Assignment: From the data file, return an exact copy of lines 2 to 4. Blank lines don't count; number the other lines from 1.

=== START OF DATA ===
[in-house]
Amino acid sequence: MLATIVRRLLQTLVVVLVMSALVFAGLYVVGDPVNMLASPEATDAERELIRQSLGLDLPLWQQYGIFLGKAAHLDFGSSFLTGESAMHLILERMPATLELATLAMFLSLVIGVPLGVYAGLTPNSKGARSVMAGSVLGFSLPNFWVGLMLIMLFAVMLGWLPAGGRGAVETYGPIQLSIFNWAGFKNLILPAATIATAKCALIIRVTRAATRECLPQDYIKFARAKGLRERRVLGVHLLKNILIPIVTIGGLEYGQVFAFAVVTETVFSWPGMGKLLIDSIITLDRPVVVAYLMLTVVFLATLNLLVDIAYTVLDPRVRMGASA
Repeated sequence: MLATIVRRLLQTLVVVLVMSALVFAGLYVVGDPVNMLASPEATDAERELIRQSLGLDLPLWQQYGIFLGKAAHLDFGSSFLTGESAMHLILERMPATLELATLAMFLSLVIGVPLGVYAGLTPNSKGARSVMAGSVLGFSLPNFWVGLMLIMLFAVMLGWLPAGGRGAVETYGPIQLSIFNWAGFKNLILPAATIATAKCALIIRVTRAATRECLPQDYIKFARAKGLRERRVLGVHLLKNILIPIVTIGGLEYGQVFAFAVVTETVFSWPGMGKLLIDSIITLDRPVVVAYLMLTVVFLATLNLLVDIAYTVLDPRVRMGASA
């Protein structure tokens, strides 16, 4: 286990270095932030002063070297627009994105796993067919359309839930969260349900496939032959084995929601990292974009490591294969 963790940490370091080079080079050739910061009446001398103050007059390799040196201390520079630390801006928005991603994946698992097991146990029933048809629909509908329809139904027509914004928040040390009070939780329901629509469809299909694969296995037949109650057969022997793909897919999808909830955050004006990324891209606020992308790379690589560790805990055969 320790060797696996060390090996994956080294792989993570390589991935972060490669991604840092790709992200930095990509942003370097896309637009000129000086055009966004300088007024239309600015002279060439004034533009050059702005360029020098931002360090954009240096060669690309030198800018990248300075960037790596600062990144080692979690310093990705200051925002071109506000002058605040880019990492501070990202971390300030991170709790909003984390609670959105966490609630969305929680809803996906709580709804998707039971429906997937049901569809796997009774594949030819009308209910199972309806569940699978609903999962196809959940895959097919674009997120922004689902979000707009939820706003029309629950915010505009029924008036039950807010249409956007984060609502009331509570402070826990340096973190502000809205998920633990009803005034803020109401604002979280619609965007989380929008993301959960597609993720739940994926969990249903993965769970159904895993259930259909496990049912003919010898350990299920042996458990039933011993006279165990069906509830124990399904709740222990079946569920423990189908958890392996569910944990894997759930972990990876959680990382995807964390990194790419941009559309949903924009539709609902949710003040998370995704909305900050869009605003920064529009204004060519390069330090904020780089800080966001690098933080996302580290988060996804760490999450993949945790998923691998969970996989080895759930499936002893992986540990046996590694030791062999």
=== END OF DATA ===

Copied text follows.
Amino acid sequence: MLATIVRRLLQTLVVVLVMSALVFAGLYVVGDPVNMLASPEATDAERELIRQSLGLDLPLWQQYGIFLGKAAHLDFGSSFLTGESAMHLILERMPATLELATLAMFLSLVIGVPLGVYAGLTPNSKGARSVMAGSVLGFSLPNFWVGLMLIMLFAVMLGWLPAGGRGAVETYGPIQLSIFNWAGFKNLILPAATIATAKCALIIRVTRAATRECLPQDYIKFARAKGLRERRVLGVHLLKNILIPIVTIGGLEYGQVFAFAVVTETVFSWPGMGKLLIDSIITLDRPVVVAYLMLTVVFLATLNLLVDIAYTVLDPRVRMGASA
Repeated sequence: MLATIVRRLLQTLVVVLVMSALVFAGLYVVGDPVNMLASPEATDAERELIRQSLGLDLPLWQQYGIFLGKAAHLDFGSSFLTGESAMHLILERMPATLELATLAMFLSLVIGVPLGVYAGLTPNSKGARSVMAGSVLGFSLPNFWVGLMLIMLFAVMLGWLPAGGRGAVETYGPIQLSIFNWAGFKNLILPAATIATAKCALIIRVTRAATRECLPQDYIKFARAKGLRERRVLGVHLLKNILIPIVTIGGLEYGQVFAFAVVTETVFSWPGMGKLLIDSIITLDRPVVVAYLMLTVVFLATLNLLVDIAYTVLDPRVRMGASA
């Protein structure tokens, strides 16, 4: 286990270095932030002063070297627009994105796993067919359309839930969260349900496939032959084995929601990292974009490591294969 963790940490370091080079080079050739910061009446001398103050007059390799040196201390520079630390801006928005991603994946698992097991146990029933048809629909509908329809139904027509914004928040040390009070939780329901629509469809299909694969296995037949109650057969022997793909897919999808909830955050004006990324891209606020992308790379690589560790805990055969 320790060797696996060390090996994956080294792989993570390589991935972060490669991604840092790709992200930095990509942003370097896309637009000129000086055009966004300088007024239309600015002279060439004034533009050059702005360029020098931002360090954009240096060669690309030198800018990248300075960037790596600062990144080692979690310093990705200051925002071109506000002058605040880019990492501070990202971390300030991170709790909003984390609670959105966490609630969305929680809803996906709580709804998707039971429906997937049901569809796997009774594949030819009308209910199972309806569940699978609903999962196809959940895959097919674009997120922004689902979000707009939820706003029309629950915010505009029924008036039950807010249409956007984060609502009331509570402070826990340096973190502000809205998920633990009803005034803020109401604002979280619609965007989380929008993301959960597609993720739940994926969990249903993965769970159904895993259930259909496990049912003919010898350990299920042996458990039933011993006279165990069906509830124990399904709740222990079946569920423990189908958890392996569910944990894997759930972990990876959680990382995807964390990194790419941009559309949903924009539709609902949710003040998370995704909305900050869009605003920064529009204004060519390069330090904020780089800080966001690098933080996302580290988060996804760490999450993949945790998923691998969970996989080895759930499936002893992986540990046996590694030791062999």